Goodreads Winners Are In: Who were my favourites for 2018?
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Goodreads Winners Are In: Who were my favourites for 2018?


The wait is over! Goodreads has announced its winners for 2018, which also marks the ten-year anniversary of the book awards. Readers get the chance to vote for their favourite books based on different popular categories like fiction, sci-fi, and Romance. It is basically the Oscars for books. This year, Goodreads recorded over five million … Continue reading

“The Embalmer”: an exploration of our complicated relationship with death
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“The Embalmer”: an exploration of our complicated relationship with death


The Embalmer by Anne-Renee Caille is an uneasy survey of death, our relationship with it, and the people who work with death on a regular basis. The novel is written in poetic prose and each new section is punctuated by the examination of a different dead body the embalmer has worked on throughout his career. … Continue reading

25 years since Jeffrey Eugenides’ debut novel: “The Virgin Suicides”
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25 years since Jeffrey Eugenides’ debut novel: “The Virgin Suicides”


TRIGGER WARNING: This review deals with death by suicide. The Virgin Suicides were first published in 1993 and it was Jeffrey Eugenides’ breakout debut novel. It was received with critical acclaim and some reviewers at the time called his novel a modern Greek tragedy. It has captured readers since its release and was turned into … Continue reading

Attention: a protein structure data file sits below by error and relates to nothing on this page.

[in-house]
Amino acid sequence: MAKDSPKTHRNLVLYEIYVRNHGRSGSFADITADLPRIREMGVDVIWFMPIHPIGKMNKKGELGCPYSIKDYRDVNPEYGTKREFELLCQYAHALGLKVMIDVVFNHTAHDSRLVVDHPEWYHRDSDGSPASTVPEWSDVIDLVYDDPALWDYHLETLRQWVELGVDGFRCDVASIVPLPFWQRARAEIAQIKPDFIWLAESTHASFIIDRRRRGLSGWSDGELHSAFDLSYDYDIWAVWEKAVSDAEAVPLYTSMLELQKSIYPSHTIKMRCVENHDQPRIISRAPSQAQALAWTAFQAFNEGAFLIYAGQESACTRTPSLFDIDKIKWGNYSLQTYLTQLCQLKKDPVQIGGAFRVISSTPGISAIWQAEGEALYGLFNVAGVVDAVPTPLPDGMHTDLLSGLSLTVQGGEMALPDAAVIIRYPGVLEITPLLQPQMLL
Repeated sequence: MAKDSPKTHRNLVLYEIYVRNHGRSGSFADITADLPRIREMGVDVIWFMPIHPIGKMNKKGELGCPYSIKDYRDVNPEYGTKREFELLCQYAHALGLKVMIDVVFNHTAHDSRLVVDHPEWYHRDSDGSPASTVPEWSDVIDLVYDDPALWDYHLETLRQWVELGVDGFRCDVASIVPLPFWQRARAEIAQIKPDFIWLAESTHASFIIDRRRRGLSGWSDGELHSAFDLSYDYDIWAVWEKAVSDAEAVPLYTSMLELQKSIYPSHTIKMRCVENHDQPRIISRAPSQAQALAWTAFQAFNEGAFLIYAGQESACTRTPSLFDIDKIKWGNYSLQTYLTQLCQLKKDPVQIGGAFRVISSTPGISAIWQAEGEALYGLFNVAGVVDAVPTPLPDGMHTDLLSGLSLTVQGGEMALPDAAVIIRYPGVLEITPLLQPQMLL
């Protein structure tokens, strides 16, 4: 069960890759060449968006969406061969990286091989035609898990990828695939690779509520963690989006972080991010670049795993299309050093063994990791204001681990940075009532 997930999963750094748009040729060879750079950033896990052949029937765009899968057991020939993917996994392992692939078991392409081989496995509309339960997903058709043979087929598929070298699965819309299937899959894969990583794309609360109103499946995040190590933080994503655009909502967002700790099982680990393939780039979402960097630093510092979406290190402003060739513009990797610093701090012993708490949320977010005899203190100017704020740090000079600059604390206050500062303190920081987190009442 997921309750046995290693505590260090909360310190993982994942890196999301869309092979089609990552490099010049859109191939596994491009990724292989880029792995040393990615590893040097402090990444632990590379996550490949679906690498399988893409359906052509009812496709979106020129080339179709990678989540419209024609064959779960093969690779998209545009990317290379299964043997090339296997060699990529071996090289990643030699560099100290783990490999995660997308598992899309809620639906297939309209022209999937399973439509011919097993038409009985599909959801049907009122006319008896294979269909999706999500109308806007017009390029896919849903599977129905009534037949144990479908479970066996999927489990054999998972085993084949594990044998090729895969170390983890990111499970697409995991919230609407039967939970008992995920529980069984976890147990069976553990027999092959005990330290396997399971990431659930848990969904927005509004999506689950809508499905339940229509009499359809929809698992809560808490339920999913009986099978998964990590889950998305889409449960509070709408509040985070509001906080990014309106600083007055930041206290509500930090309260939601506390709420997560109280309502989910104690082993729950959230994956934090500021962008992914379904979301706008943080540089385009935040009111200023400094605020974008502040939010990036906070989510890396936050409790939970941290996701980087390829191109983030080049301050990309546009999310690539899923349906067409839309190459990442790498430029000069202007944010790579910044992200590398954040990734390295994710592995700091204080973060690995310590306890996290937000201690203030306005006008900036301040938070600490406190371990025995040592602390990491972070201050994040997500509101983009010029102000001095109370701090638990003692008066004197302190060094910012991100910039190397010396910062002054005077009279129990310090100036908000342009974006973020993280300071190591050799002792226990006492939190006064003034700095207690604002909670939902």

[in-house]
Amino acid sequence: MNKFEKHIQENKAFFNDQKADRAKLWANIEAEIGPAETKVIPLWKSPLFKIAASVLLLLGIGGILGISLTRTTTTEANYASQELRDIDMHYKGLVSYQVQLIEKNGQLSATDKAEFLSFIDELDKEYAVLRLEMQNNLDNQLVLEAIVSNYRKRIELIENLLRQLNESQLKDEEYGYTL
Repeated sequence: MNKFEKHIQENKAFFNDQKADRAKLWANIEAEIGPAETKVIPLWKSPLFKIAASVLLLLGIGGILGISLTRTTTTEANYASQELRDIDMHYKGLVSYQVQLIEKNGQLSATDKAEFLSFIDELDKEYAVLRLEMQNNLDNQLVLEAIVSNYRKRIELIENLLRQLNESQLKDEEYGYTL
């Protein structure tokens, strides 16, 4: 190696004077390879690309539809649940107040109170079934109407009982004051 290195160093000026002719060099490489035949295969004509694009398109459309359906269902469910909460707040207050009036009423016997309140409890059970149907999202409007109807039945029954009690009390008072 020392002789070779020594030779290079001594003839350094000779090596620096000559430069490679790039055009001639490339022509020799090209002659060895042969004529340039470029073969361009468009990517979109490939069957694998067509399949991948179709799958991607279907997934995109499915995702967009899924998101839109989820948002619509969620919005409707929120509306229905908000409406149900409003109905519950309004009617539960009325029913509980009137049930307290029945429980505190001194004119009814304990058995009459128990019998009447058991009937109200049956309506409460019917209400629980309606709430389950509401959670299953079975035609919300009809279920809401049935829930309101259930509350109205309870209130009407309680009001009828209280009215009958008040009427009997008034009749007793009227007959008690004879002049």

“Middlesex” a review: when we don’t have the right words for identity
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“Middlesex” a review: when we don’t have the right words for identity


  Jeffrey Eugenides’ novel Middlesex is a breathtaking inter-generational novel that addresses issues of the complex history of Eastern Europe, Greek identity, Greek-American identity, growing up in the U.S., and intersex and other LGBTQA identities. It would be easy to talk all day about the complexities of this novel as well as Eugenides’ exquisite prose … Continue reading

Frankenstein’s monster by any other name: a comparative review of Ahmed Saadawi’s and Mary Shelley’s monsters
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Frankenstein’s monster by any other name: a comparative review of Ahmed Saadawi’s and Mary Shelley’s monsters


Mary Shelley wrote her novel Frankenstein in 1818, which tells of the young scientist Victor Frankenstein who experiments with nature and biology to reanimate a human. Frankenstein’s monster is a combination of body parts. He is hideous in form, yet cannot escape the universal human desire to love and to be loved. Frankenstein’s monster is … Continue reading

Learning How to Accept Gifts: a review of Lisa Dempster’s travel memoir “Neon Pilgrim”
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Learning How to Accept Gifts: a review of Lisa Dempster’s travel memoir “Neon Pilgrim”


Gifts are complicated things. The simple premise of giving someone something they need, love, or want is what actually complicates the definition of a gift. Gifts, before anything else, function like a contract that requires the exchange of goods and/or services until someone dies, or decides to break off the relationship with the gift giver. … Continue reading

Asian Invisibility In Western Literature: a review of Ann Y. K. Choi’s “Kay’s Lucky Coin Variety”
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Asian Invisibility In Western Literature: a review of Ann Y. K. Choi’s “Kay’s Lucky Coin Variety”


I am going to cut to the chase on this review. Like the title suggests, there is a problem with the way that Asian literature is represented, or to be more precise its lack of representation, in the Western world. Many scholars and teachers have suggested to me over the years that Asian literature cannot … Continue reading